Rhode Island Senator Pushes To Remove 'Providence Plantations' From State's Name NPR's Sarah McCammon talks with Harold Metts, Rhode Island State Senator, about renewing the push to remove "Providence Plantations" from the official name of the state.
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Rhode Island Senator Pushes To Remove 'Providence Plantations' From State's Name

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Rhode Island Senator Pushes To Remove 'Providence Plantations' From State's Name

Rhode Island Senator Pushes To Remove 'Providence Plantations' From State's Name

Rhode Island Senator Pushes To Remove 'Providence Plantations' From State's Name

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NPR's Sarah McCammon talks with Harold Metts, Rhode Island State Senator, about renewing the push to remove "Providence Plantations" from the official name of the state.

SARAH MCCAMMON, HOST:

The state of Rhode Island and Providence Plantations - many Americans are just finding out that this is the official name for the state of Rhode Island. And that's because on Monday, Gov. Gina Raimondo signed an executive order to cut out the words and Providence Plantations from some official state documents. But it will still be a part of the state's constitution - at least for now. This is an old fight for Rhode Island state Sen. Harold Metts, and he joins us now.

Welcome, Senator.

HAROLD METTS: Thank you for having me.

MCCAMMON: My pleasure. You first raised this issue about 10 years ago when you sponsored the last effort to remove the word plantations from the state name. But 78% of Rhode Islanders voted against the change. So not only did it not pass, but it went down by a very large margin. Why do you think that happened 10 years ago?

METTS: Well, this battle was going on since about 1983, and Representative Joseph Almeida and I, 10 years ago, put forth the legislation. And you know, people didn't understand at the time how hurtful the word plantation are to people of African American descent. And there wasn't enough awareness about the whole issue. And I think that's really what happened to it because now there are people that I know that voted against it 10 years ago that told me this time they've changed their opinion, and they're going to vote for it. So I feel very encouraged.

MCCAMMON: I have to say I didn't know that the - and I'm a native Midwesterner, so maybe this is why. But I didn't know that plantations was in the name of the state of Rhode Island until this week. Why do you think people, at least at one time, were so attached to that?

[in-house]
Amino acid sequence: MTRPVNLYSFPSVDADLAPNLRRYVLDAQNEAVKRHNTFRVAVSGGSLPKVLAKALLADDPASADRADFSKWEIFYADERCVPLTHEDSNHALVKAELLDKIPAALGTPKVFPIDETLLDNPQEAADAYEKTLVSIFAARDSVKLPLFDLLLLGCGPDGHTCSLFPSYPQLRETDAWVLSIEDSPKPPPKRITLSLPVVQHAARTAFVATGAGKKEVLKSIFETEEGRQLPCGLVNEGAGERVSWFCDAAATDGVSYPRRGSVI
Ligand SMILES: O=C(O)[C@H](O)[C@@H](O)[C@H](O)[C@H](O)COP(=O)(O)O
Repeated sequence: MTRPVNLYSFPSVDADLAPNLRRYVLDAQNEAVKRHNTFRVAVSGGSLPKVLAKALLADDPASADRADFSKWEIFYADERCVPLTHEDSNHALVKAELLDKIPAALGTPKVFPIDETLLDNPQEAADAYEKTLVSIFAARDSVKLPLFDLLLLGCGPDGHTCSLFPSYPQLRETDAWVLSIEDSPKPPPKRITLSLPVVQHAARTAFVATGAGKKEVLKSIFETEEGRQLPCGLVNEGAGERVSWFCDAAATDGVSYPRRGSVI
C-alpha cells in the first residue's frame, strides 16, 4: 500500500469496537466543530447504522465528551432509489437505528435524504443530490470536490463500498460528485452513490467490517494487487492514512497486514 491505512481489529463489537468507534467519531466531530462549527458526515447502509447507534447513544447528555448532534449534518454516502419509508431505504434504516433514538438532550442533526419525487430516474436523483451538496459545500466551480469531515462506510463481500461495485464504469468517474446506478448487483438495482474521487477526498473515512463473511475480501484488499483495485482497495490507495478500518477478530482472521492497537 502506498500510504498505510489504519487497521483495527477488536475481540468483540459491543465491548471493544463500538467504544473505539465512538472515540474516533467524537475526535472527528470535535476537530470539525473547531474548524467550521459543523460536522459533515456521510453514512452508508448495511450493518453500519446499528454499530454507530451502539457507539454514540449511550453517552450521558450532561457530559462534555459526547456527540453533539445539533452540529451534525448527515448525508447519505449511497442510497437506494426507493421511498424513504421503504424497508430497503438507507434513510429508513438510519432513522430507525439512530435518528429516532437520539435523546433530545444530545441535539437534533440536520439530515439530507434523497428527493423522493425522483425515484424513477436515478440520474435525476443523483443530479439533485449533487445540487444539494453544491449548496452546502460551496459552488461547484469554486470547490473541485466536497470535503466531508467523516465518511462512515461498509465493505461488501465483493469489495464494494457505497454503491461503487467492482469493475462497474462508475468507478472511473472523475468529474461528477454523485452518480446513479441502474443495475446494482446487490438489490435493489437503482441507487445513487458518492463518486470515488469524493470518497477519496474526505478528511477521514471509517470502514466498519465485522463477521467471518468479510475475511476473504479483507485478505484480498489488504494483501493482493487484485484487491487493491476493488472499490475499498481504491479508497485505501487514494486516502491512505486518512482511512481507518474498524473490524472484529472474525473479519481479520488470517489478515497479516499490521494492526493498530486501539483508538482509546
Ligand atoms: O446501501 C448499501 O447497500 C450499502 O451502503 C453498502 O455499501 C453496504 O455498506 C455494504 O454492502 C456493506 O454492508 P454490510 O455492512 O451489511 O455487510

METTS: Well, it's like anything else. Not to give my age away, but when I was in junior high school, the only thing I knew about Black history was two paragraphs about Abraham Lincoln freeing the slaves. So people weren't aware, and they assumed that plantations was a Southern thing until the history came out where they found out that our state was a major player in the trans-Atlantic slave trade where they had over a thousand voyages bringing slaves from Africa to the Americas. And people started realizing our role in that and that Rhode Island's hands weren't clean when it came to slavery. They just couldn't push it off to the South.

MCCAMMON: In the South today, you will still find lots of references to plantations - I mean, subdivisions that incorporate the word right into their names. Would you like to see the use of this word fade away altogether?

METTS: Well, yes, I would, but not to add to the negativity that we're seeing in the world and in the culture today. It needs to fade out as a vehicle for healing. Yes, we recognize the abuses of the past. Now let's do something about it. Let's make amends and bring some healing to the people that - whose ancestors had to go through that oppression.

And I mean, even my own family - I know what my mother's family - side of the family's from Virginia. And I know what plantation - this big plantation near Charlottesville, Va. - one of my great-aunts that - my grandmother's aunt that died at 106 - she told me some of the family history. So I know what plantation my family came from on my mother's side.

So, you know, we've got to move past that now. And we've all made, you know, the creed of the country about holding the truths to be self-evident. And we're all created equal, endowed by the creator with inalienable rights - life, liberty and the pursuit of happiness. It's about time - and Dr. King said it on many occasions - that we start living up to our creed.

MCCAMMON: Earlier this month a peaceful protest at the Rhode Island Statehouse drew thousands of people. You, of course, are the only Black senator in Rhode Island's state Senate currently serving and the only - and only the second in the state's history, as I understand it. What has the Black Lives Matter protest movement this summer - what has that mean to you?

METTS: It has meant that people want to see change. They have a passion for justice, young people in particular. I mean, it's like the civil rights movement and the sit-ins and the Freedom Riders. And now we're seeing our young people step forward, Black and white, looking for justice and equality with sensitivity toward other people. And when I saw that, it brought tears to my eyes. It was so refreshing. And I think we all need to follow the young people's example.

MCCAMMON: Rhode Island state Sen. Harold Metts, thank you so much for your time.

METTS: Thank you.

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